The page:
If you read my ebook, you will have found out that I bought A Treasure Trove, 99-year leasehold condo in Punggol back in 2011.
2 months ago in July 2017, we made a decision to exit from this investment.
Here are the important numbers:
Purchase Price in 2011: $739,000
Selling Price in 2017: $850,000
The total gain was about $100K.
But why did you sell? I thought you were making returns of 3.73% on rental yield!
That’s a very good question. To be honest, I didn’t want to let go of the investment property. The main reason being it was:
- we have a tenant paying monthly rental which covered the monthly loan installments & maintenance fees
- small affordable monthly installments thanks to low interest rates (the interest rate was about 1.7%)
- nett positive cash flow into my bank account
In this case, we exited the investment property as we have hit our goal on the investment returns & profits.
A Treasure Trove was bought at $739,000 in 2011 and sold to another buyer at $850,000 in 2017.
How Much Was The Loan?
As this was a second property loan we took, the maximum loan amount given was only 60% of the purchase price.
In this case, the loan amount was $443,400. (The remaining 40% was paid by cash.)
The loan payments varied because we used a floating-rate interest loan that was based on the 3-month SIBOR. In the current era of low interest rates, this floating SIBOR was a huge advantage as it helped to save a lot of money on interest payments.
It was also a 35-year loan – which meant lower monthly installments. This is the advantage when you take a loan at a younger age and where your income is more stable.
So How Much Was The Monthly Installments?
In this case, there was a progressive loan repayment scheme. Small amounts were paid (a few hundred dollars per month) before the property hit TOP (Temporary Occupation Permit).
The more significant monthly installments began only after the property hit TOP – this was in 2015.
This also meant it gave me some time to scout for good tenants and market the property.
When I managed to secure a tenant to commit to a 2 year lease – the monthly rental was at $2300 per month.
The monthly installment varied between $1400 to $1500 per month. After deducting various expenses, there was a nett income of a few hundred dollars per month.
Basically, there was a nett gain – this was passive income.
In this case, the tenant paying the monthly rental took away ALL pressure on the monthly loan repayments!
When Is The Best Time To Sell?
Of course, being a human we sometimes make decisions emotionally – rather than logically.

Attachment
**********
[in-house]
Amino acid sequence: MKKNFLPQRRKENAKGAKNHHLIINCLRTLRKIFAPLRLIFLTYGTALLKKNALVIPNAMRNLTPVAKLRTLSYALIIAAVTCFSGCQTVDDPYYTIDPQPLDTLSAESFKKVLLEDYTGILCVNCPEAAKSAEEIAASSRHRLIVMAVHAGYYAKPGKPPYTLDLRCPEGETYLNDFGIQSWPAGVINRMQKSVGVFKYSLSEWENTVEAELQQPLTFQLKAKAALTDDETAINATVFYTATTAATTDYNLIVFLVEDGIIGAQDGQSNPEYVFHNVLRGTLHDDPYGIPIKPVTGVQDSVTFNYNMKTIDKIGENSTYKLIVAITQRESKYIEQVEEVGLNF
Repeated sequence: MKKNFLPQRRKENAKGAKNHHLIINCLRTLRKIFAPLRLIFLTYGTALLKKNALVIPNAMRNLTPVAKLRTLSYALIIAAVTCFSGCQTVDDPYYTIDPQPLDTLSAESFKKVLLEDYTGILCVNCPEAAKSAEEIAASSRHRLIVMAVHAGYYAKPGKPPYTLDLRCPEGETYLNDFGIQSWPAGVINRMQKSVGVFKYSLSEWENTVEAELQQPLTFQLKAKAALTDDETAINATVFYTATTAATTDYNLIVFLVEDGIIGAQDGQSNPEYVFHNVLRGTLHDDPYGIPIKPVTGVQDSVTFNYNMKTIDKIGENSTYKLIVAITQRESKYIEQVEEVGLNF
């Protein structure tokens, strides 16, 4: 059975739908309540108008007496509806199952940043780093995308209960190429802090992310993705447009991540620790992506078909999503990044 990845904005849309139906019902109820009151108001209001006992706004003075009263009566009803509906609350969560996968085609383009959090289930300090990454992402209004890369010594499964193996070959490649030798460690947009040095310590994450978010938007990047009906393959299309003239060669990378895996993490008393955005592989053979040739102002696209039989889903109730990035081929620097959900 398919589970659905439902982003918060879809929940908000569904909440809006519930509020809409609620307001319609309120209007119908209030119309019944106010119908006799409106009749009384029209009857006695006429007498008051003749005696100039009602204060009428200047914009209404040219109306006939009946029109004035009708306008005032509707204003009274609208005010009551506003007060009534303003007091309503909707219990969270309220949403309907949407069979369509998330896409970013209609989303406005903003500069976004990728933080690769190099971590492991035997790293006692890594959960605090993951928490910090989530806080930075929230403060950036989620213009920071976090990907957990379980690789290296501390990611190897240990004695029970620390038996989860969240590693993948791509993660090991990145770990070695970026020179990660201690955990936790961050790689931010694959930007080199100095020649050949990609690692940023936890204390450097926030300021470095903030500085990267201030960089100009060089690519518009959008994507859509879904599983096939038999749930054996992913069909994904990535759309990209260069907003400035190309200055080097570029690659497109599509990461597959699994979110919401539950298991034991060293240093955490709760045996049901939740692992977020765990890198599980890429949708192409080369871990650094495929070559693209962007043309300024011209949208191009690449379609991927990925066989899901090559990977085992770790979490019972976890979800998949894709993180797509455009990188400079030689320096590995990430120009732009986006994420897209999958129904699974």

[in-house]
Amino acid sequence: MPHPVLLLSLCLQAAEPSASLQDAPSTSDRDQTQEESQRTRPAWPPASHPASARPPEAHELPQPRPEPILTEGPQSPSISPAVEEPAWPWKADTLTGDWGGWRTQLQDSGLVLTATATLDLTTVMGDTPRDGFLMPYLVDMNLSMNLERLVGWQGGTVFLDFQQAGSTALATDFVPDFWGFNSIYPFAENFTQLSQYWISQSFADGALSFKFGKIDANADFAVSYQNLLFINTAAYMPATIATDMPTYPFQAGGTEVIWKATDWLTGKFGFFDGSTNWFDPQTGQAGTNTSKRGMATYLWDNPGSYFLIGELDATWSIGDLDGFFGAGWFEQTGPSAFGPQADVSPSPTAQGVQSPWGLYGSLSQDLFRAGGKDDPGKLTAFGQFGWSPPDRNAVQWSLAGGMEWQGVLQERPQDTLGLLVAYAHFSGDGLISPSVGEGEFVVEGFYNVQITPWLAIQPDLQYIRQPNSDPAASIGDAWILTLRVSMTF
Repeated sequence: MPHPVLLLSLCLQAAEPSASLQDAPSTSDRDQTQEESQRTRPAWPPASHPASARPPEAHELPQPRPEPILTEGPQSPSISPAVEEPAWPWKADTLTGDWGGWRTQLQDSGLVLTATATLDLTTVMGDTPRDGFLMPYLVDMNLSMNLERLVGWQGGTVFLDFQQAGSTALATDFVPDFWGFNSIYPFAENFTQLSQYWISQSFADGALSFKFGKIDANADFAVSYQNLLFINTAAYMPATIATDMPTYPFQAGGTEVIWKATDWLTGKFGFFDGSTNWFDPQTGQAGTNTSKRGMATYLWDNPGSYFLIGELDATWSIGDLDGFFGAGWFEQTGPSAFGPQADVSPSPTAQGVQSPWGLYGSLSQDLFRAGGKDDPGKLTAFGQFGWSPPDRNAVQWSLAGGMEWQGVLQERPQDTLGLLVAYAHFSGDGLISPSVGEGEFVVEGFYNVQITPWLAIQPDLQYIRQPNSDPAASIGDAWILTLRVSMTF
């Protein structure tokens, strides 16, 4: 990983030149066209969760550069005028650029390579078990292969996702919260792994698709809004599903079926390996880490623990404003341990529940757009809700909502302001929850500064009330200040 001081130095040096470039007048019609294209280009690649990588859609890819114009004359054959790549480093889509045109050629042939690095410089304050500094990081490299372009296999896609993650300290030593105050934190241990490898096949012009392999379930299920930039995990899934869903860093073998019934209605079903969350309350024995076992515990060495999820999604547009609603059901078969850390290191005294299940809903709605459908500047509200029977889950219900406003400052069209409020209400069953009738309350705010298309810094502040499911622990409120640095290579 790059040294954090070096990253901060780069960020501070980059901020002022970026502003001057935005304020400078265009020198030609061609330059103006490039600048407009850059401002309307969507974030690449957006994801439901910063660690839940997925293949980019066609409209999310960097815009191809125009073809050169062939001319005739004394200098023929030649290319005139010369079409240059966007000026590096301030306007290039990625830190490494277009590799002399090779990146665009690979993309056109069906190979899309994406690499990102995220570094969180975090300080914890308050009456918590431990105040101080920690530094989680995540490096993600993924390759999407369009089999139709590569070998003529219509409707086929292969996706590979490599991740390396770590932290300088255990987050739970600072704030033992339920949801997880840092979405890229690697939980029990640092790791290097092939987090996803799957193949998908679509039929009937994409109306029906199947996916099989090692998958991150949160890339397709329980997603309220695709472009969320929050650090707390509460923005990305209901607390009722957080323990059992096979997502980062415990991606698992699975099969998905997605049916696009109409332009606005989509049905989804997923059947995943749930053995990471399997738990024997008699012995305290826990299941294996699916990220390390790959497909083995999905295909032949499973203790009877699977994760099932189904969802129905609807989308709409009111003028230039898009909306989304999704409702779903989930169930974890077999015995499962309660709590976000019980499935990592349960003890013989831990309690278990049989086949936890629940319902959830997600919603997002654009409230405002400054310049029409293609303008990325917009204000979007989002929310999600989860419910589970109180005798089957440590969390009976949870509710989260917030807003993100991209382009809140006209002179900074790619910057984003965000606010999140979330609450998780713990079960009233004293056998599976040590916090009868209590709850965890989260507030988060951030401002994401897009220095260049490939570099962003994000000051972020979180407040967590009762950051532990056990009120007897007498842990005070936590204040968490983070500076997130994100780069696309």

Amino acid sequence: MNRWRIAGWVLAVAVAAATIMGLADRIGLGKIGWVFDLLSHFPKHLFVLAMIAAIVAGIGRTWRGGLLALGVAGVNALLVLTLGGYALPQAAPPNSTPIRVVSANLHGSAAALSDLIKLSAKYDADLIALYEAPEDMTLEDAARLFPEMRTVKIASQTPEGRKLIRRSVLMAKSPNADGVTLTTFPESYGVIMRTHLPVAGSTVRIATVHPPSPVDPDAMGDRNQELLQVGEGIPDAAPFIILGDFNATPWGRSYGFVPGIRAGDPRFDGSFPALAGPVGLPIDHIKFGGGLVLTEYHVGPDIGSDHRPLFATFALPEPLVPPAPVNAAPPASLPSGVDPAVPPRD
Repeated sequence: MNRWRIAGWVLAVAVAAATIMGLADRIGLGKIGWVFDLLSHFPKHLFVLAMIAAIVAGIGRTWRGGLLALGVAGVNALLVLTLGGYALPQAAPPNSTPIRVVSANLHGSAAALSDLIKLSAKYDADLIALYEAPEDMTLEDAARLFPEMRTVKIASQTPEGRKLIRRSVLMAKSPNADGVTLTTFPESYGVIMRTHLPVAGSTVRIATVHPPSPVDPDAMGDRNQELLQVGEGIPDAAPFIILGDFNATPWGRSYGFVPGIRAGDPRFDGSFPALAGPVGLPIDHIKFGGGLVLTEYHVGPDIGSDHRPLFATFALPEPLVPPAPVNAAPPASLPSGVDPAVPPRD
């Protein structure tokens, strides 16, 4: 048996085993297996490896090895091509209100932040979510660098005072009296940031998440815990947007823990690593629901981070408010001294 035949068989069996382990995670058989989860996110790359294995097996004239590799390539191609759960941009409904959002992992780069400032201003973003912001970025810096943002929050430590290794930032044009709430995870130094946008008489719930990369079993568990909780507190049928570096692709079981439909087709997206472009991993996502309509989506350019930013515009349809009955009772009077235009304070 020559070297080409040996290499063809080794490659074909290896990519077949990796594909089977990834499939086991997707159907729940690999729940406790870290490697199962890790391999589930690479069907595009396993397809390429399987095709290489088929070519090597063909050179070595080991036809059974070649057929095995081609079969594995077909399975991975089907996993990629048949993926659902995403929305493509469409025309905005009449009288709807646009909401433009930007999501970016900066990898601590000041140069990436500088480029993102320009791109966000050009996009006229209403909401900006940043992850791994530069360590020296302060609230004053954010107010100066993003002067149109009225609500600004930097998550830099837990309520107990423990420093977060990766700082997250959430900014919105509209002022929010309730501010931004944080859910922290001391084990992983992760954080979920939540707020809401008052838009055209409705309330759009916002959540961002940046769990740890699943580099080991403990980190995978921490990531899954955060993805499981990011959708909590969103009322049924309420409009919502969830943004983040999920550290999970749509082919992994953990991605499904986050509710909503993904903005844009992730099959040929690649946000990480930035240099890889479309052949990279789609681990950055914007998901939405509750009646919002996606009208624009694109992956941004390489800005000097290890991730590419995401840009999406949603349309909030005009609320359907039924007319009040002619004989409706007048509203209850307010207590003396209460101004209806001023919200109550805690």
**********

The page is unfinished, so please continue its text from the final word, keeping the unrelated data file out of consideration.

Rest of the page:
To remain with the property would feel right… emotionally.
Why would I want to part with an investment that gave me positive cashflow every month?
But logically, after looking at the numbers – it was time to exit. The truth was – a right buyer at the right price came along and it was that factor that nudged the decision forward.
The only way to realize any gains is to sell the property. Sitting on paper profits feels good psychologically but if the market turns against you – property is a very ill-liquid investment – it becomes very hard to find buyers.
As an agent, I have seen cases of “fire-sales” where properties are sold at significant losses. It happens because of various “pressures” that is on the property owner.
In this case, we are glad we hit our profit goals and it was time to cash in on the gains.
The best time to sell is when you are making money. The only pressure you have is to realize those gains towards another investment.
Here are the detailed calculations:
Calculating the nett capital appreciation + monthly passive income, that would be
Total Gain of = $89K + $500 x 24 months = $101K
Total Gain was $100K over a period of 6 years
For this property investment, we entered in 2011. As this was a second loan, it meant that there was upfront payment of 40% cash.
As there was a tenant, we can safely ignore the pressure of monthly loan installments. So I will set that aside.
Let’s consider the 40% cash upfront payment of $295,600.
Considering a $100K gain, this was a total of 33.8% return.
This meant an average yearly return of 5.6% per year.
What does that this mean? It means this investment has achieved our target of 5% and also beaten the inflation rate.
Hindsight is always 20/20 – totally perfect vision. What this article is doing is showing you what happens when a property investment plan goes well and smoothly.
This was not to impress you but to press upon you that —- it can always go the opposite manner.
Poor calculations, wrong assumptions, relying on the wrong advice and having no exit plan will always result in a situation that is undesirable and harmful to any would-be property investor. Losses would be the result.
If you are planning to put your funds into good use for retirement planning or simply thinking of upgrading your property – I invite you to contact me for further discussion.